Outside of the PA and DSS, this technology component will require the most development and customization by the partners. We will develop this application consistent with the R.E.S.C.U.M.E. Inc-Zone application, leveraging the software previously developed by USDOT. We expect to modify this software to accommodate simplified operational constraints imposed by only mounting the radar and DSRC equipment on TDOT's Incident Response Vehicle in comparison to all first –responder vehicles as implemented in the R.E.S.C.U.M.E. prototype. We are expecting to develop additional customization to account for the addition of a radar vehicle detection to improve safety of the workers during the interim period when connected vehicle technologies are not ubiquitous. As illustrated in Figure 10, our algorithms for determining when a vehicle poses a potential threat will be based upon the R.E.S.C.U.M.E. electronic fencing created by the DSRC equipment, but will be enhanced to include triggers based not only upon vector of approach and speed, but the observed pattern of behavior of the vehicle that would indicate a distracted or drowsy driver (i.e., lane drifting, sharp steering corrections, etc.).

Task 5. Design and Implementation Plan

The Concept-of-Operations, System Requirements, and System Design will be used to develop the software systems. Complementing these documents will be the Operational Design and Implementation Plans. These plans will provide a similar level of detail that describes every aspect of the operational plan beginning with implementation and continuing through maintenance practices and responsibilities. These plans are essentially the operational "playbook" that the partners will use to monitor and manage the system as well as communicate issues and solutions between each other.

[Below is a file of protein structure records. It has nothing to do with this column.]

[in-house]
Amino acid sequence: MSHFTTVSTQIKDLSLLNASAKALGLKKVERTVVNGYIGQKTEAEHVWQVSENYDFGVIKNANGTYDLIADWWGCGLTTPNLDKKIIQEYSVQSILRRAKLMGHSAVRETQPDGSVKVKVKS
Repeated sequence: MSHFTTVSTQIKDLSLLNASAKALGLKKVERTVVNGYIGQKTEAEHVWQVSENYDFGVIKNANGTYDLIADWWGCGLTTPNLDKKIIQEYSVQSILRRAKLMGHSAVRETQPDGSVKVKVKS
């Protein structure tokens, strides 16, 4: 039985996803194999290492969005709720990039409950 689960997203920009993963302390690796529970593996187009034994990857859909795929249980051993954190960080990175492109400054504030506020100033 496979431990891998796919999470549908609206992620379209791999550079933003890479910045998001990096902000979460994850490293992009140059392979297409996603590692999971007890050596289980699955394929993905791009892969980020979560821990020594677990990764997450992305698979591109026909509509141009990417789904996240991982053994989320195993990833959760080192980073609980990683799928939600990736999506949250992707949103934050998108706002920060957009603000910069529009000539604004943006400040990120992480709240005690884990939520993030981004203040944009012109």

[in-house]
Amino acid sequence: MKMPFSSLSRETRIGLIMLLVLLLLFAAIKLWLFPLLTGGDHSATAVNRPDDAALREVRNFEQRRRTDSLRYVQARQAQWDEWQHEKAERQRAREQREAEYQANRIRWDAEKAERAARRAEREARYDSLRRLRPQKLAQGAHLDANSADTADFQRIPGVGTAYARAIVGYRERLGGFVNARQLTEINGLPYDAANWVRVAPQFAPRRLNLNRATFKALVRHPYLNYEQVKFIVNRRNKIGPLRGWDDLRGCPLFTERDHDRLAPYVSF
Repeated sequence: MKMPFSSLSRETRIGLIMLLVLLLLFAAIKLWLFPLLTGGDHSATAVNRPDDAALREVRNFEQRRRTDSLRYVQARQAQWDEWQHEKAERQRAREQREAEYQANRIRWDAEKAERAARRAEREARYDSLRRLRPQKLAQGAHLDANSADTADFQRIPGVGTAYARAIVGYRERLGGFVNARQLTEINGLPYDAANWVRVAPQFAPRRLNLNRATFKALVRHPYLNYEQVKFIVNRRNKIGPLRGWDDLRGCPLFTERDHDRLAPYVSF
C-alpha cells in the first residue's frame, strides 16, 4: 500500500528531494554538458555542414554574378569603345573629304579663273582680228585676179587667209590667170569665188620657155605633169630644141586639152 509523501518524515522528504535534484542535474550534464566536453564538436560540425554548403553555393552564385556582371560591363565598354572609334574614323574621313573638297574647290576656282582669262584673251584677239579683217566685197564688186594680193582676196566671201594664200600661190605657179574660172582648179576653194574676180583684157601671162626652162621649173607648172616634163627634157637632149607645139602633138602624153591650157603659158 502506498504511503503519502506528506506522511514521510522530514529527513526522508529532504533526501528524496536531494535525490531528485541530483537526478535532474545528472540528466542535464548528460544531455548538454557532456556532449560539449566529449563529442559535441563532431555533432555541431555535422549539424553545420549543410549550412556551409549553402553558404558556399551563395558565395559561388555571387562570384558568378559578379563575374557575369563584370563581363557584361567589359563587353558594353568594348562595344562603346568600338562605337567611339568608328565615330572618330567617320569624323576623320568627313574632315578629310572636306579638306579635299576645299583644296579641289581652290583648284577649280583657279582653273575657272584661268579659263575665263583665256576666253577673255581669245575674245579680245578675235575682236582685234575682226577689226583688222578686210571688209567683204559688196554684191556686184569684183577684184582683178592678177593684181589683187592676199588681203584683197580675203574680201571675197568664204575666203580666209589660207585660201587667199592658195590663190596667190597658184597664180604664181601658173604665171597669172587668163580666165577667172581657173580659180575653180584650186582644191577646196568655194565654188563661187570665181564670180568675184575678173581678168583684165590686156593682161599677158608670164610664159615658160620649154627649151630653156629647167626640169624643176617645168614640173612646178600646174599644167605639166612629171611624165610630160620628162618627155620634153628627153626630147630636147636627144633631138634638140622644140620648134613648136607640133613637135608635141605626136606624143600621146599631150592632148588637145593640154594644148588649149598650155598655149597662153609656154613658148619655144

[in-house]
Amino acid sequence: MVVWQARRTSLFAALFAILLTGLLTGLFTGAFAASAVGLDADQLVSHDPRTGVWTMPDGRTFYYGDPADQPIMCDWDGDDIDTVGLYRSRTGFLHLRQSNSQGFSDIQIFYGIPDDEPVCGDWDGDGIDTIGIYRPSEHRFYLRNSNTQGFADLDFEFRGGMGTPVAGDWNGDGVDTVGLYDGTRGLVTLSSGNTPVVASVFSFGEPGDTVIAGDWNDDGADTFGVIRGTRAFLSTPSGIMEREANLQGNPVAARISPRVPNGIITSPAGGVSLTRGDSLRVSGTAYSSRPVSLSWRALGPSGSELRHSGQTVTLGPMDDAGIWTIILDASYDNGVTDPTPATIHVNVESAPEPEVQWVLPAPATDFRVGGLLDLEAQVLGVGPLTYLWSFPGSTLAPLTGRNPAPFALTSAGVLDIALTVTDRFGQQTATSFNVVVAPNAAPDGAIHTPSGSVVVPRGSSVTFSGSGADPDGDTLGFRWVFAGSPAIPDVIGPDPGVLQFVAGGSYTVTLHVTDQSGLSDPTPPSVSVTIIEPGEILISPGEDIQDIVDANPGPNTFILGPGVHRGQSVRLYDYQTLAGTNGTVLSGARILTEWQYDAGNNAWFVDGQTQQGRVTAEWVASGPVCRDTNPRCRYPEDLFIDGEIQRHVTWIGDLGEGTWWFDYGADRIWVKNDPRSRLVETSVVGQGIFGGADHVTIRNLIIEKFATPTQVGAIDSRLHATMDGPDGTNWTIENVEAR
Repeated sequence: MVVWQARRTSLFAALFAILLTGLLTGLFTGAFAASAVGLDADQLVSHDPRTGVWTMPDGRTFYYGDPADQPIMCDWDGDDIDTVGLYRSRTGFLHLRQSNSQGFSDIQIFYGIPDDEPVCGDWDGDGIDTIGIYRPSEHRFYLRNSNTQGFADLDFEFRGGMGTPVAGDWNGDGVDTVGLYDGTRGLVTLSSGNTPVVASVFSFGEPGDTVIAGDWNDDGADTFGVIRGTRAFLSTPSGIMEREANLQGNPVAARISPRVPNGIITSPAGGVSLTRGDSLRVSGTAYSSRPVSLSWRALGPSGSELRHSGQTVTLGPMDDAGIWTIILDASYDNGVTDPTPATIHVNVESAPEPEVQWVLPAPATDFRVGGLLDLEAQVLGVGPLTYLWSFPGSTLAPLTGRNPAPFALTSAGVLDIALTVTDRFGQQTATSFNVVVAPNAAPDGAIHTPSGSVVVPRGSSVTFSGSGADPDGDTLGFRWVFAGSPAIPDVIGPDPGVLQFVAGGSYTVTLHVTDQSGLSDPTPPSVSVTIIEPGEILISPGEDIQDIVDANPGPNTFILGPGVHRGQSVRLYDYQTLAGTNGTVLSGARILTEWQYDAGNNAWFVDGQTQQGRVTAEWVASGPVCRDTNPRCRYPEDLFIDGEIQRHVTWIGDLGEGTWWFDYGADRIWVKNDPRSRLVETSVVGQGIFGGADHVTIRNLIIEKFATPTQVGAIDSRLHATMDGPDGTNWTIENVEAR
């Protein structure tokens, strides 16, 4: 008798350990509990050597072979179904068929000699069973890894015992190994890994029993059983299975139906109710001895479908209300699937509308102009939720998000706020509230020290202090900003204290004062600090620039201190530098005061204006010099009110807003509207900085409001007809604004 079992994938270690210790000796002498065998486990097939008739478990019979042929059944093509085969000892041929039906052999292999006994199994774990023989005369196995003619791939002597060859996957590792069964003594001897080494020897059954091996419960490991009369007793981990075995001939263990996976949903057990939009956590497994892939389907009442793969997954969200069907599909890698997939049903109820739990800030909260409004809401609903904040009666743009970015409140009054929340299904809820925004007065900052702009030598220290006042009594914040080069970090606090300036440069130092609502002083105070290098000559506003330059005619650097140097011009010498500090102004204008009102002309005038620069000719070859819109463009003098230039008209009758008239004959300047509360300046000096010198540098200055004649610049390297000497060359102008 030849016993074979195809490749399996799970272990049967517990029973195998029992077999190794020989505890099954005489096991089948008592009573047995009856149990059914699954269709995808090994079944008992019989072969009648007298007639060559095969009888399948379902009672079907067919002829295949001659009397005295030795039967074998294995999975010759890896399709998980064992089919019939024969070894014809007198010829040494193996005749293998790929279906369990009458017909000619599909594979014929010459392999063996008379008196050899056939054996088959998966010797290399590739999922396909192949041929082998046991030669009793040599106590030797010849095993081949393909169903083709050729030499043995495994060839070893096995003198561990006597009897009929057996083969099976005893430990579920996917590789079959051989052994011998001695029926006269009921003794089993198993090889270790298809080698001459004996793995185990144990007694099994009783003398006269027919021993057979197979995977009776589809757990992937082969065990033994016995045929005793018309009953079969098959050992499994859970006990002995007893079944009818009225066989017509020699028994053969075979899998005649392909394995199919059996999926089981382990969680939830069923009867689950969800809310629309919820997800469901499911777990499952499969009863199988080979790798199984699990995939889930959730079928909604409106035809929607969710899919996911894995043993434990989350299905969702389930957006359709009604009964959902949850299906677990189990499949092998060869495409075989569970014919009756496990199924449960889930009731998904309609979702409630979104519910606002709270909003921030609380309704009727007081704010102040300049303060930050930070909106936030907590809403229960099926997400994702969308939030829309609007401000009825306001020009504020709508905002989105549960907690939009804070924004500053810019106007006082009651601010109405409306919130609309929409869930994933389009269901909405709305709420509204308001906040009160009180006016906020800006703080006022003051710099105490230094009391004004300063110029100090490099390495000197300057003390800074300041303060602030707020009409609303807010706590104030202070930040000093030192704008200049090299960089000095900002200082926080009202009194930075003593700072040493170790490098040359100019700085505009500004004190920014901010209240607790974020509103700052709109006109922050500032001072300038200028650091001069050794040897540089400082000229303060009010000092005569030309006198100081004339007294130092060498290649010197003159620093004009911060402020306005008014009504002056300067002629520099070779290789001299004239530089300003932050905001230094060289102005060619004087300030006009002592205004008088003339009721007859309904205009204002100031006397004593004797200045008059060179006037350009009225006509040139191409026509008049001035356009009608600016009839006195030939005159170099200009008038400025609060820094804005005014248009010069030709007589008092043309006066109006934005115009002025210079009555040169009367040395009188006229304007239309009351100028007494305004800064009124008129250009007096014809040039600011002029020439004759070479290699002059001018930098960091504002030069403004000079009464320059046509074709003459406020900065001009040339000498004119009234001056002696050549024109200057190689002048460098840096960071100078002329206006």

Task 6. Construction and Installation

This task recognizes that implementation of the proposed system will require field activities including establishing the new transit service, installation of the DSRC equipment, and installation of the TSP equipment. These activities will be conducted by TDOT and the partners in the grant.

Task 7. System Operational Testing

We are proposing to conduct two discrete types of testing to ensure that the system is robust, secure, and can meet the objectives of the project. First, we will examine each component of the system individually cross-referencing the inputs and outputs with the system requirements and implementation plans. Next, we will conduct a closed pilot test of the entire system for at least a two month period to identify and resolve overall system issues.

Task 8. Operations and Maintenance

There are four subtasks within this overall task corresponding to the initiation of a two-month pilot as a final system operational test, performing system modifications to resolve any issues identified during the pilot, and launch of the operations. TDOT will be responsible for the overall management and oversight of this task, but will heavily leverage the partners as all of the partners will be impacted by the operations.

We expect that the proposed system will become an ongoing component of TDOT's and the partner's daily operations and will therefore operate in perpetuity. However, for the purposes of this grant and for assessing impacts, benefits, and costs, we have assumed a two year operational period for full operations.